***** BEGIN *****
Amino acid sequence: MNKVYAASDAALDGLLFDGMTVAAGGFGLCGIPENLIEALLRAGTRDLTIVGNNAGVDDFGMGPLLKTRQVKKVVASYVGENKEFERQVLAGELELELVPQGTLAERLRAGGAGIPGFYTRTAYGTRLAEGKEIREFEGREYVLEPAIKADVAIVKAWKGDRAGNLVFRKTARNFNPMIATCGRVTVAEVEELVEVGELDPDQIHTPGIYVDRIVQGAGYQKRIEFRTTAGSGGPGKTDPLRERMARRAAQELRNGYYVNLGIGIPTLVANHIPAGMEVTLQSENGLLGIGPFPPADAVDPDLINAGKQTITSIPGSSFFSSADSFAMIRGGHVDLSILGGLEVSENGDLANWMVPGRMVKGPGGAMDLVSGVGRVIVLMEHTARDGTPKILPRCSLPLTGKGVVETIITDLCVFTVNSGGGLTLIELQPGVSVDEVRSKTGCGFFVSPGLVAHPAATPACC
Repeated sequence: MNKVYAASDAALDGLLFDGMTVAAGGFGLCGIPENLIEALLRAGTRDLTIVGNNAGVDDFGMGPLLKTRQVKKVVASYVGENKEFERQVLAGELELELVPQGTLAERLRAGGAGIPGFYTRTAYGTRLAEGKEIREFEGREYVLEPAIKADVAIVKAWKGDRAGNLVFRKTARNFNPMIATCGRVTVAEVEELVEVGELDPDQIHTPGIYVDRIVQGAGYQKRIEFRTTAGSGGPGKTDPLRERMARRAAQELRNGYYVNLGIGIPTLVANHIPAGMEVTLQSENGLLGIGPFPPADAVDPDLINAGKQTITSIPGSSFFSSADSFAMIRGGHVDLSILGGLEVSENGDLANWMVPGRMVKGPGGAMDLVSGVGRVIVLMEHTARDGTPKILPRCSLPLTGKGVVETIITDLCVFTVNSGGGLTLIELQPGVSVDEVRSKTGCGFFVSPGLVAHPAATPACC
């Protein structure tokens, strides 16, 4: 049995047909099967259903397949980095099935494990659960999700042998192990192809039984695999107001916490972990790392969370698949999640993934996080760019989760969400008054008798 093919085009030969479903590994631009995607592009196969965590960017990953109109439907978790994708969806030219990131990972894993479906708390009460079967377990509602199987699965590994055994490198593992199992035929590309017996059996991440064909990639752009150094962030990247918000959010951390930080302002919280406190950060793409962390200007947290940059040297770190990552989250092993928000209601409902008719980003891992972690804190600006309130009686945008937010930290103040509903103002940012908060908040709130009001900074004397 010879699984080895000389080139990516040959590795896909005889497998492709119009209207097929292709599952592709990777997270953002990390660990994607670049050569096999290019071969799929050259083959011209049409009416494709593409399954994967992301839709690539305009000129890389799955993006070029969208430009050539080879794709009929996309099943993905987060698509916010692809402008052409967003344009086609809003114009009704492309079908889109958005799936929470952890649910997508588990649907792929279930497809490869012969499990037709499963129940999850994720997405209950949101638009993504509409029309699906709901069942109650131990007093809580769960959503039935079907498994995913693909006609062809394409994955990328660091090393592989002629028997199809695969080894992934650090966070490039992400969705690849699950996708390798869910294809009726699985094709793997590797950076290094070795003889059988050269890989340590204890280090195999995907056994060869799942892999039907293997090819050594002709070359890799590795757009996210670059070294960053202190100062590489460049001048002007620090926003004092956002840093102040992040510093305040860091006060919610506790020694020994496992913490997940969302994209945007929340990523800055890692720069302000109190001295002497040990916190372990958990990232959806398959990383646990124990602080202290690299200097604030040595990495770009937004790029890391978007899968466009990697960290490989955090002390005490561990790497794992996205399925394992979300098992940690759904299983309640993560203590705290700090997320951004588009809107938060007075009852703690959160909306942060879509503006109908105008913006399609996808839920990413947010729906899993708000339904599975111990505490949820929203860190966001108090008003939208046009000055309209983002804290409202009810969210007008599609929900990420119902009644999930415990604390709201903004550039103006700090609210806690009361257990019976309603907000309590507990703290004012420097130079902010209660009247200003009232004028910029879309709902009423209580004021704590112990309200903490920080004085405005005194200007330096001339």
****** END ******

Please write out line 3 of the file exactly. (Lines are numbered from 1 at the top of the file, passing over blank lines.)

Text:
């Protein structure tokens, strides 16, 4: 049995047909099967259903397949980095099935494990659960999700042998192990192809039984695999107001916490972990790392969370698949999640993934996080760019989760969400008054008798 093919085009030969479903590994631009995607592009196969965590960017990953109109439907978790994708969806030219990131990972894993479906708390009460079967377990509602199987699965590994055994490198593992199992035929590309017996059996991440064909990639752009150094962030990247918000959010951390930080302002919280406190950060793409962390200007947290940059040297770190990552989250092993928000209601409902008719980003891992972690804190600006309130009686945008937010930290103040509903103002940012908060908040709130009001900074004397 010879699984080895000389080139990516040959590795896909005889497998492709119009209207097929292709599952592709990777997270953002990390660990994607670049050569096999290019071969799929050259083959011209049409009416494709593409399954994967992301839709690539305009000129890389799955993006070029969208430009050539080879794709009929996309099943993905987060698509916010692809402008052409967003344009086609809003114009009704492309079908889109958005799936929470952890649910997508588990649907792929279930497809490869012969499990037709499963129940999850994720997405209950949101638009993504509409029309699906709901069942109650131990007093809580769960959503039935079907498994995913693909006609062809394409994955990328660091090393592989002629028997199809695969080894992934650090966070490039992400969705690849699950996708390798869910294809009726699985094709793997590797950076290094070795003889059988050269890989340590204890280090195999995907056994060869799942892999039907293997090819050594002709070359890799590795757009996210670059070294960053202190100062590489460049001048002007620090926003004092956002840093102040992040510093305040860091006060919610506790020694020994496992913490997940969302994209945007929340990523800055890692720069302000109190001295002497040990916190372990958990990232959806398959990383646990124990602080202290690299200097604030040595990495770009937004790029890391978007899968466009990697960290490989955090002390005490561990790497794992996205399925394992979300098992940690759904299983309640993560203590705290700090997320951004588009809107938060007075009852703690959160909306942060879509503006109908105008913006399609996808839920990413947010729906899993708000339904599975111990505490949820929203860190966001108090008003939208046009000055309209983002804290409202009810969210007008599609929900990420119902009644999930415990604390709201903004550039103006700090609210806690009361257990019976309603907000309590507990703290004012420097130079902010209660009247200003009232004028910029879309709902009423209580004021704590112990309200903490920080004085405005005194200007330096001339």